We will communicate with you regularly, and in some cases, provide further suggestions for new documents based on material changes to your situation. This can include having a child, receiving new threats, or having health issues.

Every case is different and our team will adapt our strategy to position you for a successful outcome.

Legal Submissions

Our advocacy work continues with the legal submissions which are drafted and submitted by our expert team. The legal submissions are part of your Record and provide an opportunity to plead your case. The legal submissions contain the key facts of your Narrative along with the relevant legal arguments, and rely on your personal documents and documentary evidence to show why you should be accepted as a refugee and granted protection in Canada.

This is great opportunity to shine a light on the stronger aspects of your case and to advocate on your behalf for the most challenging aspects of your case, if any. It is a great way to link together the foundations of your claim and to put forth a comprehensive case for the benefit of the Board Member.

Please remember that throughout this process, a Claimant must continuously respect the conditions imposed by IRCC – and in some cases, the Canadian Border Services Agency (CBSA) – in order to stay in Canada as a refugee claimant. One of the most common conditions is to update IRCC and the IRB (and sometimes CBSA) when you change your address or contact information. Our team will be happy to assist you by updating your records on your behalf with the relevant authorities.

Once the IRB announces your Refugee Hearing date, our team will meet with you for the final steps.

Your Hearing

Preparing the Claimant for their Refugee Hearing

Close to the refugee hearing, perhaps two to three weeks before the hearing date, a hearing preparation meeting will be scheduled to prepare the client for what to expect at the hearing.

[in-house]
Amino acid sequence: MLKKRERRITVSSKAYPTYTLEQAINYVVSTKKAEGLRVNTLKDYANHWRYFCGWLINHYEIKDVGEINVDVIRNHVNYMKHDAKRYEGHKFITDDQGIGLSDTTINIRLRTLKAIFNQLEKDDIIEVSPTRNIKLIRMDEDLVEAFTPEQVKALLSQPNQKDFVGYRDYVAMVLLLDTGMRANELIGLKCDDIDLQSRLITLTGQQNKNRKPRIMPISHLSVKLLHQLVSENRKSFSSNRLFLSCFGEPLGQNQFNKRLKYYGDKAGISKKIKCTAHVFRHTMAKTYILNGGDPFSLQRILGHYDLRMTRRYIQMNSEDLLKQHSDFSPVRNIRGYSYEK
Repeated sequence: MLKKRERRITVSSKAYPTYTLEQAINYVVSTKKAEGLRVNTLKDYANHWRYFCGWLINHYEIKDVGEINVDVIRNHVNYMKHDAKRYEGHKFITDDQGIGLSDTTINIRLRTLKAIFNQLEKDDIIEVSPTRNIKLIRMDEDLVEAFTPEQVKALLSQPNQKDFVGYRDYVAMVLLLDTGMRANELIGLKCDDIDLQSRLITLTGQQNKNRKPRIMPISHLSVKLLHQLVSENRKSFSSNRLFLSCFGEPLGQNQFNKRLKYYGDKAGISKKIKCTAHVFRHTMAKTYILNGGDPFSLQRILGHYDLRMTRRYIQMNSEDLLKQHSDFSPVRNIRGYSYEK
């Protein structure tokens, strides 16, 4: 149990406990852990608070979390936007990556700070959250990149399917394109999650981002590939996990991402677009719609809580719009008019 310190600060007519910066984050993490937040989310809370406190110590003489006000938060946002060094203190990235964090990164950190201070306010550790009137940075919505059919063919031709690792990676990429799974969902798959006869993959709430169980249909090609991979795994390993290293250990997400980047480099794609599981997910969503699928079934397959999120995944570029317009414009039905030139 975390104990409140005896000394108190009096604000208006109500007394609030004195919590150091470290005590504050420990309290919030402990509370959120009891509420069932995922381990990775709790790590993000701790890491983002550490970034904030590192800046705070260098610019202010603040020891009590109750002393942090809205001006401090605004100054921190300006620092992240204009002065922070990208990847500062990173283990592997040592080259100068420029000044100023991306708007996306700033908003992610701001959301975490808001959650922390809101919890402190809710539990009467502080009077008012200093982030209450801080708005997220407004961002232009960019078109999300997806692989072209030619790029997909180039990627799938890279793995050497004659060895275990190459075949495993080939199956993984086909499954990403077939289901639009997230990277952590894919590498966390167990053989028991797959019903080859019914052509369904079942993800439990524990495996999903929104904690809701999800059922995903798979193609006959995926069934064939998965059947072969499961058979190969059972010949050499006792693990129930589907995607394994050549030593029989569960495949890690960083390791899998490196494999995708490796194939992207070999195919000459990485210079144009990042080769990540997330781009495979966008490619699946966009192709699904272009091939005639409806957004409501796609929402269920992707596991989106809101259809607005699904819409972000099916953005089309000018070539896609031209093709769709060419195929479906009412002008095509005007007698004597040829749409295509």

Firstly, the client will be advised on exactly what to expect in terms of the logistics:

  • What is the address of the IRB for the hearing?
  • Who will be there to meet them to get them registered and what will the process be like?
  • What will the hearing room look like and how big is it?
  • Is there one decision-maker or more?
  • How formal is it?
  • Is the hearing recorded?
  • Will there be breaks?

Secondly, the client will also be advised on what Board Members will explain about the hearing process. For example, the client should know that the Board Member will start by explaining that the various parts of the hearing, including:

  • Taking an oath/affirmation by the claimant to tell the truth
  • Ensuring that the claimant and the interpreter have spoken to each other and understand each other well
  • Verifying signatures on the Basis of Claim forms and confirming that all the information provided therein is accurate, complete and truthful
  • Preliminary background questions by the Board Member about the Claimant, such as name, nationality, highest level of education, any remaining family in their home country, any communications with family, and if so, how frequently
  • Questions by the Board Member on the claimant’s fear of return to their country/former habitual residence